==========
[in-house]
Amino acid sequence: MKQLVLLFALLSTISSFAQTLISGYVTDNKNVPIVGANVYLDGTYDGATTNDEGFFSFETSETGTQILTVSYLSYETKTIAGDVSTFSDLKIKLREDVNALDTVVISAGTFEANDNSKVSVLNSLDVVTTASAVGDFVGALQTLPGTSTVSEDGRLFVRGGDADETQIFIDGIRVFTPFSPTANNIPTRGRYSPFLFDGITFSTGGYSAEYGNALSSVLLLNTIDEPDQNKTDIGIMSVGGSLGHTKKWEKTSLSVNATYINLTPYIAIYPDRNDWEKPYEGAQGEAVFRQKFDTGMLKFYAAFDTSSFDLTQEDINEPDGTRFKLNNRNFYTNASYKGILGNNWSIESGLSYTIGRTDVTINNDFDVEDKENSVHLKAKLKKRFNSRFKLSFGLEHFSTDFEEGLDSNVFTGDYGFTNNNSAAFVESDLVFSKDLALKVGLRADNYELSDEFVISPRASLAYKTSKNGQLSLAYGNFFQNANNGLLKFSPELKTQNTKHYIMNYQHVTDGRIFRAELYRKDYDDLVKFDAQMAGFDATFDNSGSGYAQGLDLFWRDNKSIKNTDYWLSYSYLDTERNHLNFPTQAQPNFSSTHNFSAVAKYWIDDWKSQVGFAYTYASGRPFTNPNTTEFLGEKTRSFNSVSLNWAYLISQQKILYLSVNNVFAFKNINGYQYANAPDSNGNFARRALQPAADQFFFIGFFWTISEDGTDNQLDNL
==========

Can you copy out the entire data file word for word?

[in-house]
Amino acid sequence: MKQLVLLFALLSTISSFAQTLISGYVTDNKNVPIVGANVYLDGTYDGATTNDEGFFSFETSETGTQILTVSYLSYETKTIAGDVSTFSDLKIKLREDVNALDTVVISAGTFEANDNSKVSVLNSLDVVTTASAVGDFVGALQTLPGTSTVSEDGRLFVRGGDADETQIFIDGIRVFTPFSPTANNIPTRGRYSPFLFDGITFSTGGYSAEYGNALSSVLLLNTIDEPDQNKTDIGIMSVGGSLGHTKKWEKTSLSVNATYINLTPYIAIYPDRNDWEKPYEGAQGEAVFRQKFDTGMLKFYAAFDTSSFDLTQEDINEPDGTRFKLNNRNFYTNASYKGILGNNWSIESGLSYTIGRTDVTINNDFDVEDKENSVHLKAKLKKRFNSRFKLSFGLEHFSTDFEEGLDSNVFTGDYGFTNNNSAAFVESDLVFSKDLALKVGLRADNYELSDEFVISPRASLAYKTSKNGQLSLAYGNFFQNANNGLLKFSPELKTQNTKHYIMNYQHVTDGRIFRAELYRKDYDDLVKFDAQMAGFDATFDNSGSGYAQGLDLFWRDNKSIKNTDYWLSYSYLDTERNHLNFPTQAQPNFSSTHNFSAVAKYWIDDWKSQVGFAYTYASGRPFTNPNTTEFLGEKTRSFNSVSLNWAYLISQQKILYLSVNNVFAFKNINGYQYANAPDSNGNFARRALQPAADQFFFIGFFWTISEDGTDNQLDNL